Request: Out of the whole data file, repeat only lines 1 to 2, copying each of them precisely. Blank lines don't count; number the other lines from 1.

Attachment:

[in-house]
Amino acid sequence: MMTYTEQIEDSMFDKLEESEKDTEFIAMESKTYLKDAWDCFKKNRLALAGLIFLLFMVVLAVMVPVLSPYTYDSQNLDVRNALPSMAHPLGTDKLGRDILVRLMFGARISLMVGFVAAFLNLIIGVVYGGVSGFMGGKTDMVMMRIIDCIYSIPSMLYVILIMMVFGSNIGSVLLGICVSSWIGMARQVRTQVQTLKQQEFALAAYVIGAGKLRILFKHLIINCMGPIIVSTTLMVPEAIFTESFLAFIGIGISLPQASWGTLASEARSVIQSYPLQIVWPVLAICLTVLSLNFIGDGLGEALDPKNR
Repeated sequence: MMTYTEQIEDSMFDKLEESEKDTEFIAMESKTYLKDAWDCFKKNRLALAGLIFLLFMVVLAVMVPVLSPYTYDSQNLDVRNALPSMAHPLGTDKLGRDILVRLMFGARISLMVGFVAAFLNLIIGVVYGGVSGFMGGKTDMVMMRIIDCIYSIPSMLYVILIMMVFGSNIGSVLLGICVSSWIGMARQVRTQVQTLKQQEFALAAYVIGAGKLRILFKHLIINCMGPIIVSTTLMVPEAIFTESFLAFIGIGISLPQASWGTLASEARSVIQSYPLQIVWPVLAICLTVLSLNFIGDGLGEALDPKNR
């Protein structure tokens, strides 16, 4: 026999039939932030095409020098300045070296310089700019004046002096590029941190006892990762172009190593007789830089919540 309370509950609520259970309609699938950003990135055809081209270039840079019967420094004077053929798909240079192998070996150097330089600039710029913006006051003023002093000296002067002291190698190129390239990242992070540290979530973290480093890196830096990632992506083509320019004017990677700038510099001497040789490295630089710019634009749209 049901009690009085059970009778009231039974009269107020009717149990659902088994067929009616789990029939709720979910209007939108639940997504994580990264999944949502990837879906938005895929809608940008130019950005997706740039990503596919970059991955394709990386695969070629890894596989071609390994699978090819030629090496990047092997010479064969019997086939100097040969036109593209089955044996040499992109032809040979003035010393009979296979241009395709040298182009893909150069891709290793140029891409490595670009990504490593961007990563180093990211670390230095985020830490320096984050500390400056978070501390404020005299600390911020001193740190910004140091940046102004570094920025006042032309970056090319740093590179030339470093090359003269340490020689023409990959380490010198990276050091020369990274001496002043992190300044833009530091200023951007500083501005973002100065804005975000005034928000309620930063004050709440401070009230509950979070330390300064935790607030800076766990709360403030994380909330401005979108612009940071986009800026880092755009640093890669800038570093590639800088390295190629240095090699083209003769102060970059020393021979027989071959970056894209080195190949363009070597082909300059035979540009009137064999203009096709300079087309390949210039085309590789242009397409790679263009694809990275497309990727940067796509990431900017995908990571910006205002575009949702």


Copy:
[in-house]
Amino acid sequence: MMTYTEQIEDSMFDKLEESEKDTEFIAMESKTYLKDAWDCFKKNRLALAGLIFLLFMVVLAVMVPVLSPYTYDSQNLDVRNALPSMAHPLGTDKLGRDILVRLMFGARISLMVGFVAAFLNLIIGVVYGGVSGFMGGKTDMVMMRIIDCIYSIPSMLYVILIMMVFGSNIGSVLLGICVSSWIGMARQVRTQVQTLKQQEFALAAYVIGAGKLRILFKHLIINCMGPIIVSTTLMVPEAIFTESFLAFIGIGISLPQASWGTLASEARSVIQSYPLQIVWPVLAICLTVLSLNFIGDGLGEALDPKNR